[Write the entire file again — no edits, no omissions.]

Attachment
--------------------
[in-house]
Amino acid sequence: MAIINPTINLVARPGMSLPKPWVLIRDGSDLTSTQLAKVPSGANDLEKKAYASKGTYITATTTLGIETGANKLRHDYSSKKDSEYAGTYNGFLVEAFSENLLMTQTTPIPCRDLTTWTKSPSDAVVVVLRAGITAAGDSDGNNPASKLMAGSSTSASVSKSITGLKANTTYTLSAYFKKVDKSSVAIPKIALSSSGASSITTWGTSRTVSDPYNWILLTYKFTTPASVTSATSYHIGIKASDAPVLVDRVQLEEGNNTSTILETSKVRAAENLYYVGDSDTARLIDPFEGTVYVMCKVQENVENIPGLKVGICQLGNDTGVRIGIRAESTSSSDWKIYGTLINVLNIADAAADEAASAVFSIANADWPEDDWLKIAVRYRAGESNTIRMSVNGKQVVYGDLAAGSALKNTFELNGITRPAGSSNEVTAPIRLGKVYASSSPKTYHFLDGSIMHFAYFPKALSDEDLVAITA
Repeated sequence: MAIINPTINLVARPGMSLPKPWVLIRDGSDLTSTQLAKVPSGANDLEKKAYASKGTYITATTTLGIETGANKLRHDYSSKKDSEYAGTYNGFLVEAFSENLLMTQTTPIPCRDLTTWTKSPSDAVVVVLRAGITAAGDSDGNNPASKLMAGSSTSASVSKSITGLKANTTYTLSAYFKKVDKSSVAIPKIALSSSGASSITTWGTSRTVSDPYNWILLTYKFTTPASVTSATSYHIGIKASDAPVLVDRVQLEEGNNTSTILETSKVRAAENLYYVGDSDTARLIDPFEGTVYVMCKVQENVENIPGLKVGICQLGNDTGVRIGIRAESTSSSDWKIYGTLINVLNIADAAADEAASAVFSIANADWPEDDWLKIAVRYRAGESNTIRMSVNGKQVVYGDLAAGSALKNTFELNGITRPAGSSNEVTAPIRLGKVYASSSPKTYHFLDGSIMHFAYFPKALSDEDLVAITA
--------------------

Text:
[in-house]
Amino acid sequence: MAIINPTINLVARPGMSLPKPWVLIRDGSDLTSTQLAKVPSGANDLEKKAYASKGTYITATTTLGIETGANKLRHDYSSKKDSEYAGTYNGFLVEAFSENLLMTQTTPIPCRDLTTWTKSPSDAVVVVLRAGITAAGDSDGNNPASKLMAGSSTSASVSKSITGLKANTTYTLSAYFKKVDKSSVAIPKIALSSSGASSITTWGTSRTVSDPYNWILLTYKFTTPASVTSATSYHIGIKASDAPVLVDRVQLEEGNNTSTILETSKVRAAENLYYVGDSDTARLIDPFEGTVYVMCKVQENVENIPGLKVGICQLGNDTGVRIGIRAESTSSSDWKIYGTLINVLNIADAAADEAASAVFSIANADWPEDDWLKIAVRYRAGESNTIRMSVNGKQVVYGDLAAGSALKNTFELNGITRPAGSSNEVTAPIRLGKVYASSSPKTYHFLDGSIMHFAYFPKALSDEDLVAITA
Repeated sequence: MAIINPTINLVARPGMSLPKPWVLIRDGSDLTSTQLAKVPSGANDLEKKAYASKGTYITATTTLGIETGANKLRHDYSSKKDSEYAGTYNGFLVEAFSENLLMTQTTPIPCRDLTTWTKSPSDAVVVVLRAGITAAGDSDGNNPASKLMAGSSTSASVSKSITGLKANTTYTLSAYFKKVDKSSVAIPKIALSSSGASSITTWGTSRTVSDPYNWILLTYKFTTPASVTSATSYHIGIKASDAPVLVDRVQLEEGNNTSTILETSKVRAAENLYYVGDSDTARLIDPFEGTVYVMCKVQENVENIPGLKVGICQLGNDTGVRIGIRAESTSSSDWKIYGTLINVLNIADAAADEAASAVFSIANADWPEDDWLKIAVRYRAGESNTIRMSVNGKQVVYGDLAAGSALKNTFELNGITRPAGSSNEVTAPIRLGKVYASSSPKTYHFLDGSIMHFAYFPKALSDEDLVAITA